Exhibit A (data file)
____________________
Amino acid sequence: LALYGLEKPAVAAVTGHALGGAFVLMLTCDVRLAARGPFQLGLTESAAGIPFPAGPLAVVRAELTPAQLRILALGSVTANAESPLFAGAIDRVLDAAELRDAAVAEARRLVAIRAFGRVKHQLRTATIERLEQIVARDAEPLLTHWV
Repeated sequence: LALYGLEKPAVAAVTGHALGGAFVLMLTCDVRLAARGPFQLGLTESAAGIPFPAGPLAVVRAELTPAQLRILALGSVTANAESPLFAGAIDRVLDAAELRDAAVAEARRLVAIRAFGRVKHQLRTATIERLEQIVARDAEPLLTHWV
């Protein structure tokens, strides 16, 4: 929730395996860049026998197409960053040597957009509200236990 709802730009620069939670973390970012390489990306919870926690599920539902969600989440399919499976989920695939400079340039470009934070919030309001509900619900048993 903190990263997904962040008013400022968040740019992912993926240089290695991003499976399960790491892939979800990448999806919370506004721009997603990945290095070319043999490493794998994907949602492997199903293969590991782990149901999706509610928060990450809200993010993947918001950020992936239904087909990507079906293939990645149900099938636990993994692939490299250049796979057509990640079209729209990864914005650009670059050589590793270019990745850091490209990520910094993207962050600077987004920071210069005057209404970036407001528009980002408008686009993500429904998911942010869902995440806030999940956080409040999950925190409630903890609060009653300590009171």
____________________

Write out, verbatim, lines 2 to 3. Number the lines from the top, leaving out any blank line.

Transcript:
Repeated sequence: LALYGLEKPAVAAVTGHALGGAFVLMLTCDVRLAARGPFQLGLTESAAGIPFPAGPLAVVRAELTPAQLRILALGSVTANAESPLFAGAIDRVLDAAELRDAAVAEARRLVAIRAFGRVKHQLRTATIERLEQIVARDAEPLLTHWV
């Protein structure tokens, strides 16, 4: 929730395996860049026998197409960053040597957009509200236990 709802730009620069939670973390970012390489990306919870926690599920539902969600989440399919499976989920695939400079340039470009934070919030309001509900619900048993 903190990263997904962040008013400022968040740019992912993926240089290695991003499976399960790491892939979800990448999806919370506004721009997603990945290095070319043999490493794998994907949602492997199903293969590991782990149901999706509610928060990450809200993010993947918001950020992936239904087909990507079906293939990645149900099938636990993994692939490299250049796979057509990640079209729209990864914005650009670059050589590793270019990745850091490209990520910094993207962050600077987004920071210069005057209404970036407001528009980002408008686009993500429904998911942010869902995440806030999940956080409040999950925190409630903890609060009653300590009171």